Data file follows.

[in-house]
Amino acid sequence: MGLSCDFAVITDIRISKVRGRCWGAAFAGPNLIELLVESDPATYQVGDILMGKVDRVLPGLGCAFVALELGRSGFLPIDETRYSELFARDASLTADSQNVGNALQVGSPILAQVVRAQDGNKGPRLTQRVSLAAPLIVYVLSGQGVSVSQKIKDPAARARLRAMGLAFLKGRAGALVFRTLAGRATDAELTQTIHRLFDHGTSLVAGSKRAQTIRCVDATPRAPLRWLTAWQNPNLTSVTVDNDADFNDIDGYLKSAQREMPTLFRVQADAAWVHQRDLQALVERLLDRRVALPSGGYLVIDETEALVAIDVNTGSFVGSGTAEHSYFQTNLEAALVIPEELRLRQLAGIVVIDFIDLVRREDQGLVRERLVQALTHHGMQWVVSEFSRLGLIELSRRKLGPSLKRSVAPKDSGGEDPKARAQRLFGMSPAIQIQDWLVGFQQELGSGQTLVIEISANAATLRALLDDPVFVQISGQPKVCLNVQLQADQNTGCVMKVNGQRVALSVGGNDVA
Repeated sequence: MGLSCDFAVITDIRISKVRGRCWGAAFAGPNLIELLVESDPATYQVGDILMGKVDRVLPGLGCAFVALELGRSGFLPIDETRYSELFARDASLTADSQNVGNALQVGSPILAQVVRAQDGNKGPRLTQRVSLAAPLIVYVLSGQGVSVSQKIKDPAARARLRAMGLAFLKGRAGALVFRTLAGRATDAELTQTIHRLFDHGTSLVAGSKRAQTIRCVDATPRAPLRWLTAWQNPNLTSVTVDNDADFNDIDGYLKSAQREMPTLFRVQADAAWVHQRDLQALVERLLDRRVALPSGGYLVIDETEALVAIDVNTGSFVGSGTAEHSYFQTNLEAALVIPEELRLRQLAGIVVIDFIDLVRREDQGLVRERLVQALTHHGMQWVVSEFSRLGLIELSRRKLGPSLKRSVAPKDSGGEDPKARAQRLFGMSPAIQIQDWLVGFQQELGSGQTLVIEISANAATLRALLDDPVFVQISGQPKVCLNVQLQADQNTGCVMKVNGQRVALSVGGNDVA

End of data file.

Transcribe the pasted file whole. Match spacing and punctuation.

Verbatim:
[in-house]
Amino acid sequence: MGLSCDFAVITDIRISKVRGRCWGAAFAGPNLIELLVESDPATYQVGDILMGKVDRVLPGLGCAFVALELGRSGFLPIDETRYSELFARDASLTADSQNVGNALQVGSPILAQVVRAQDGNKGPRLTQRVSLAAPLIVYVLSGQGVSVSQKIKDPAARARLRAMGLAFLKGRAGALVFRTLAGRATDAELTQTIHRLFDHGTSLVAGSKRAQTIRCVDATPRAPLRWLTAWQNPNLTSVTVDNDADFNDIDGYLKSAQREMPTLFRVQADAAWVHQRDLQALVERLLDRRVALPSGGYLVIDETEALVAIDVNTGSFVGSGTAEHSYFQTNLEAALVIPEELRLRQLAGIVVIDFIDLVRREDQGLVRERLVQALTHHGMQWVVSEFSRLGLIELSRRKLGPSLKRSVAPKDSGGEDPKARAQRLFGMSPAIQIQDWLVGFQQELGSGQTLVIEISANAATLRALLDDPVFVQISGQPKVCLNVQLQADQNTGCVMKVNGQRVALSVGGNDVA
Repeated sequence: MGLSCDFAVITDIRISKVRGRCWGAAFAGPNLIELLVESDPATYQVGDILMGKVDRVLPGLGCAFVALELGRSGFLPIDETRYSELFARDASLTADSQNVGNALQVGSPILAQVVRAQDGNKGPRLTQRVSLAAPLIVYVLSGQGVSVSQKIKDPAARARLRAMGLAFLKGRAGALVFRTLAGRATDAELTQTIHRLFDHGTSLVAGSKRAQTIRCVDATPRAPLRWLTAWQNPNLTSVTVDNDADFNDIDGYLKSAQREMPTLFRVQADAAWVHQRDLQALVERLLDRRVALPSGGYLVIDETEALVAIDVNTGSFVGSGTAEHSYFQTNLEAALVIPEELRLRQLAGIVVIDFIDLVRREDQGLVRERLVQALTHHGMQWVVSEFSRLGLIELSRRKLGPSLKRSVAPKDSGGEDPKARAQRLFGMSPAIQIQDWLVGFQQELGSGQTLVIEISANAATLRALLDDPVFVQISGQPKVCLNVQLQADQNTGCVMKVNGQRVALSVGGNDVA